Dynamic resistance

To make these stabilizers functional, they must have varying or dynamic resistance. We have already covered how aggressive movements at lower speeds may not be destructive at all. Instead, quicker movements might be necessary to perform sharp turns at lower speeds.

At this point, the excessive movements are not unnecessary, so it is essential for the stabilizers not to affect them. When the scene shifts to higher speeds, even the slightest movements of the steering will greatly affect the bike’s movement. Even the slightest touch to the bar may change multiple lanes if done unwarrantedly. Even the slightest bank in the road may change the vehicle’s direction.

The steering damper’s function is to inhibit these movements at higher speeds, as it is at higher speeds where they can prove to be destructive.

Most good quality steering stabilizers have varying resistance where they do not inhibit aggressive movements at small speeds but increase resistance at higher speeds. This varying resistance may happen mechanically or electronically. In a mechanical setup, the damper makes the steering resistant to quick movements.

When the steering is jerked, or there is a quick movement, the damper provides high resistance. However, when the movements are slow or smooth there is little to no resistance at all.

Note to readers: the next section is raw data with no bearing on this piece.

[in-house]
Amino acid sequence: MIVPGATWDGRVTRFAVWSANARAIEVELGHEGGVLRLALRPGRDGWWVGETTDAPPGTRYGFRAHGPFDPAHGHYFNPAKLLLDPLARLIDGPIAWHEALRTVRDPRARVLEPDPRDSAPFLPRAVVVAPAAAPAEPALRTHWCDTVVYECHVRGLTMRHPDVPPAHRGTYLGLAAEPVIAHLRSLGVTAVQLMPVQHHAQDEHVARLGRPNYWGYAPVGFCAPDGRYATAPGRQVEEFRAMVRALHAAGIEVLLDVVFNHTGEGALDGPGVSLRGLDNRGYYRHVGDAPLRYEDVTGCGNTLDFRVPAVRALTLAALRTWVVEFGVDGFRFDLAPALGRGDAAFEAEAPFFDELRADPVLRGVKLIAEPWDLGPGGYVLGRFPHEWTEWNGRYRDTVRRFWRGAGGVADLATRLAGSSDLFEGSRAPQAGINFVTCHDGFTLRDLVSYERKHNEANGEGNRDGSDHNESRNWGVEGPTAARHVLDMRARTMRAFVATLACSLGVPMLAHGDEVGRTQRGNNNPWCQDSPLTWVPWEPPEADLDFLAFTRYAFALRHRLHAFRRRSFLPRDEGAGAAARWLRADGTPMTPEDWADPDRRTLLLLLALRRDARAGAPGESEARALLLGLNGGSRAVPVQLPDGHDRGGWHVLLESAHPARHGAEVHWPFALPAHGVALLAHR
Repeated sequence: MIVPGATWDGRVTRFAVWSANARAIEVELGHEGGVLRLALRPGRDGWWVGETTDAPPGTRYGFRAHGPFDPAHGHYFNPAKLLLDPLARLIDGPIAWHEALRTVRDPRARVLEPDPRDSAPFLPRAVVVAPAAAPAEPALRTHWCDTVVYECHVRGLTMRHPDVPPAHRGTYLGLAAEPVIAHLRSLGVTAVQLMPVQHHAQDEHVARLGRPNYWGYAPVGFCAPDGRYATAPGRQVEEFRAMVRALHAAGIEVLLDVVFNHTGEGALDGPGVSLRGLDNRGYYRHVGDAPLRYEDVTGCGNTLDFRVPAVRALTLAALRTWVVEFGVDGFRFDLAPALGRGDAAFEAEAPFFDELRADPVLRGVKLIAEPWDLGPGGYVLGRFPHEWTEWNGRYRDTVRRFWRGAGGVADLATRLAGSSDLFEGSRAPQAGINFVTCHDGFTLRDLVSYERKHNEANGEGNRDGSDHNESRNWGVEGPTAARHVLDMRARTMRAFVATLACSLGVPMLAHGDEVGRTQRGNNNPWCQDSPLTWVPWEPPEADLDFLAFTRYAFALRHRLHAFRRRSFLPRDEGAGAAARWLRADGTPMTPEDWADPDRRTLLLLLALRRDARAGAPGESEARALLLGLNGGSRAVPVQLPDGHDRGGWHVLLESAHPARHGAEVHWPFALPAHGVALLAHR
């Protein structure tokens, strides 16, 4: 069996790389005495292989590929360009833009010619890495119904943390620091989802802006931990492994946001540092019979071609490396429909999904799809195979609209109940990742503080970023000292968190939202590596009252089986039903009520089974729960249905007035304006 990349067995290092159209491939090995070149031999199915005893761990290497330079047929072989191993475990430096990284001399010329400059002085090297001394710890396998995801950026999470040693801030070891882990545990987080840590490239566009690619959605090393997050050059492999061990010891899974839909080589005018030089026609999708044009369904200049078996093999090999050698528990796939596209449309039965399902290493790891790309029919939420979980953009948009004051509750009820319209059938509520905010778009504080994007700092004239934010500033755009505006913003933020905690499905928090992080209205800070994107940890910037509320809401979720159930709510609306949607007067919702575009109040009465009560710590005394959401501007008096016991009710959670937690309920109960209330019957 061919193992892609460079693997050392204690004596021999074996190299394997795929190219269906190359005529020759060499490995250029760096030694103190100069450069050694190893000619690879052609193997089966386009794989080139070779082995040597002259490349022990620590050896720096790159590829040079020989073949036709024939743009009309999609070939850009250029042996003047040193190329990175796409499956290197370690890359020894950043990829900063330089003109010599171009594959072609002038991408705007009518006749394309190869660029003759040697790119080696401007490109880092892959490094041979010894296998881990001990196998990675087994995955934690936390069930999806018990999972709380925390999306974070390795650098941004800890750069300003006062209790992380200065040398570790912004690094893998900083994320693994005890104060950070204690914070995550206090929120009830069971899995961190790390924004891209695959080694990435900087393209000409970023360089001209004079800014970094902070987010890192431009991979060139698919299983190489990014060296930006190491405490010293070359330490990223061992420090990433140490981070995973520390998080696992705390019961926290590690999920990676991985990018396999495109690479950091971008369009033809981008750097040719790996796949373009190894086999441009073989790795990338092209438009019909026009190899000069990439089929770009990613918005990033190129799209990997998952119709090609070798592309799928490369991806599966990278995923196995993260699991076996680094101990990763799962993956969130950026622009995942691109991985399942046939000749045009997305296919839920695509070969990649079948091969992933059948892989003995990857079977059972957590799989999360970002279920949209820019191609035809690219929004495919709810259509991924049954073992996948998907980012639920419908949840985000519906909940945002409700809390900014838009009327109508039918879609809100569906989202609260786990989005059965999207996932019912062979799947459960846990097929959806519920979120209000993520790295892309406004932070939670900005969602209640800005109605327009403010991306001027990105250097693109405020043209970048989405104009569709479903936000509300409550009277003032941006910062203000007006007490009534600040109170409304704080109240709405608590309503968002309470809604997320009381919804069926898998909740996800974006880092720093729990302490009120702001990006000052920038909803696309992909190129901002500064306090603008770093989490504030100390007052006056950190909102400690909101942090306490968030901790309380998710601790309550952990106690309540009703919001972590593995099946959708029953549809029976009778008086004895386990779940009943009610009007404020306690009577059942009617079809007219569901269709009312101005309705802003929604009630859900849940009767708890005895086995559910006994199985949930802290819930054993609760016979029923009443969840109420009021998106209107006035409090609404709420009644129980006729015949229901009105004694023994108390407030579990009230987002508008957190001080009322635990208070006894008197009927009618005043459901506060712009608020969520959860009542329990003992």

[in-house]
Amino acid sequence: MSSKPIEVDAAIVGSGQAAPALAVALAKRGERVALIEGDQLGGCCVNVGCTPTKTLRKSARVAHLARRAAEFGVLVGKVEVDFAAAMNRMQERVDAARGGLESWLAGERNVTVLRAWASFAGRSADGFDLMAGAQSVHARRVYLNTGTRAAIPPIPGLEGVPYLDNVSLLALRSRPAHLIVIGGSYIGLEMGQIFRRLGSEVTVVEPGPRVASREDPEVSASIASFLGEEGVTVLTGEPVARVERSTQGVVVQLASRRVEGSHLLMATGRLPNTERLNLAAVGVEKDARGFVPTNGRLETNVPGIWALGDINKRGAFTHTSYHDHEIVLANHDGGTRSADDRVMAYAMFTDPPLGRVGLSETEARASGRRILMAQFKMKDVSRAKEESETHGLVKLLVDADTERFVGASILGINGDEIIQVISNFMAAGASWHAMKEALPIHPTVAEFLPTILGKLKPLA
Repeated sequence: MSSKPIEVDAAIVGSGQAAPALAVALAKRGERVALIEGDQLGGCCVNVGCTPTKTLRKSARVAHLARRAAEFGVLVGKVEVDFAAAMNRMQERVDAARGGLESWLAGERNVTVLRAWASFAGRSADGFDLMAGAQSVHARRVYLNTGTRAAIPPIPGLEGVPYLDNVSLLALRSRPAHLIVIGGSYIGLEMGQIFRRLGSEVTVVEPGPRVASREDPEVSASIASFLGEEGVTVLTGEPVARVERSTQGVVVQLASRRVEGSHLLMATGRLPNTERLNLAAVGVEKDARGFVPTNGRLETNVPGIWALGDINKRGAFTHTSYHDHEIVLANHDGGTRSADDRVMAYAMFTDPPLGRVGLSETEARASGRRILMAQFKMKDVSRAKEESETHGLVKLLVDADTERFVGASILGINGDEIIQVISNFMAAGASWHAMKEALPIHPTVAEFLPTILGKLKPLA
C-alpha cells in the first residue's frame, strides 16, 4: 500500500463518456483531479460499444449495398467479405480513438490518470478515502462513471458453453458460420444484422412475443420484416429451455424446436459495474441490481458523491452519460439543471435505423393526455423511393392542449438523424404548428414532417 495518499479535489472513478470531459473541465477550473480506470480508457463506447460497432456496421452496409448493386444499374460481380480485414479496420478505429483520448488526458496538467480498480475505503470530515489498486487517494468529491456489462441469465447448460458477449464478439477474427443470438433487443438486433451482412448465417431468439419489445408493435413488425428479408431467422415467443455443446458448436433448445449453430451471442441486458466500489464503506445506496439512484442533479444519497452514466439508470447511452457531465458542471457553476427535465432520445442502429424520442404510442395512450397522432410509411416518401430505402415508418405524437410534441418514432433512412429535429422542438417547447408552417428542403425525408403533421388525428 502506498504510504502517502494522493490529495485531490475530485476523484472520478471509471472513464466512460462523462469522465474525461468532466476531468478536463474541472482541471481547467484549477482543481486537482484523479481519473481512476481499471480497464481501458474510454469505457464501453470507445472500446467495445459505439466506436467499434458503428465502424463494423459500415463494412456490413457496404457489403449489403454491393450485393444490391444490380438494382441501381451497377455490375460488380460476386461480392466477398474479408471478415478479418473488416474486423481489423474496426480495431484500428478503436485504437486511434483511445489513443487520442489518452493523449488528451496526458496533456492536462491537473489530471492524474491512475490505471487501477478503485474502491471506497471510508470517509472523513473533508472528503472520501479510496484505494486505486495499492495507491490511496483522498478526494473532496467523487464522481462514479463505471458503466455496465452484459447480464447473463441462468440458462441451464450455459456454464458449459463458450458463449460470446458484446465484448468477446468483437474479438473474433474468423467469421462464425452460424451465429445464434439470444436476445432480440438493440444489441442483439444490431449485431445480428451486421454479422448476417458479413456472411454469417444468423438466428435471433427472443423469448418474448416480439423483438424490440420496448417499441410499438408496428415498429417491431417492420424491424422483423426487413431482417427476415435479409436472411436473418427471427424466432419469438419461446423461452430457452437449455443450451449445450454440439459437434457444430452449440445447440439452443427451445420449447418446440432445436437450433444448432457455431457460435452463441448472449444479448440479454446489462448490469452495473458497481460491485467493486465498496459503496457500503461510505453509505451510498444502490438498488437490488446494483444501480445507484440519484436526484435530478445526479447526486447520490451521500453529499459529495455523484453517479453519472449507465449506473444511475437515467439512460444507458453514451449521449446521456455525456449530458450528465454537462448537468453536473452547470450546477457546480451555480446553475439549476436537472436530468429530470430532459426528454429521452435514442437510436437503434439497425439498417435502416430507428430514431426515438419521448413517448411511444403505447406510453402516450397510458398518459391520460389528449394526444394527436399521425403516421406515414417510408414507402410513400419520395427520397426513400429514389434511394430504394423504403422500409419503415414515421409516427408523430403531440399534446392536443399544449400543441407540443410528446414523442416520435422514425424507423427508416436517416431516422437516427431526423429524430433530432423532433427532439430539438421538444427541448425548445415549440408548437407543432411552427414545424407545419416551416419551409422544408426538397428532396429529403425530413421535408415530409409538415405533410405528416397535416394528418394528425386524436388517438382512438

Alternatively, this dynamic resistance can be entirely attributed to electronic circuitry. This means the faster the vehicle travel, the more resistance the steering damper provides to stabilize the bike.

Whether it is radial, linear, mechanical, or electronic, the function of the steering stabilizer is to slow down the speed of the front end’s side-to-side movement. This helps control the motion, and the bike is easier to control.

Functionality in an ATV

Steering stabilizers are mostly used in superbikes as a safety feature. They even come in stock in most 600 or 1000-cc superbikes. However, another place where they shine is off-road.

You might be asking how steering dampers work well off roads since speeds there are not high. The issue is that it is not speed that aggravates the unwanted movements here. Instead, the uneven terrain makes for unwanted movements of the front end.

Bumpy tracks or rocks can end up twisting the suspension forks aggressively. This might cause a problem as minor as rider fatigue. However, it could end up in the rider completely losing control over the bike and flying over the bar as the bike suddenly stops. Using a steering stabilizer in ATVs would not only improve on-road performance and significantly increase the vehicle’s performance and safety off-road.

How to pick the perfect steering stabilizer


The first part of finding the best steering stabilizer for your bike is finding one that fits.

Steering stabilizers may be specially made for a bike, and fixing them to yours may be a significant hassle. This may involve unnecessary drilling in the bike, which may weaken the frame. For example, the honda progressive kit is made explicitly for honda bikes but can be installed in all bikes with an attachment bracket.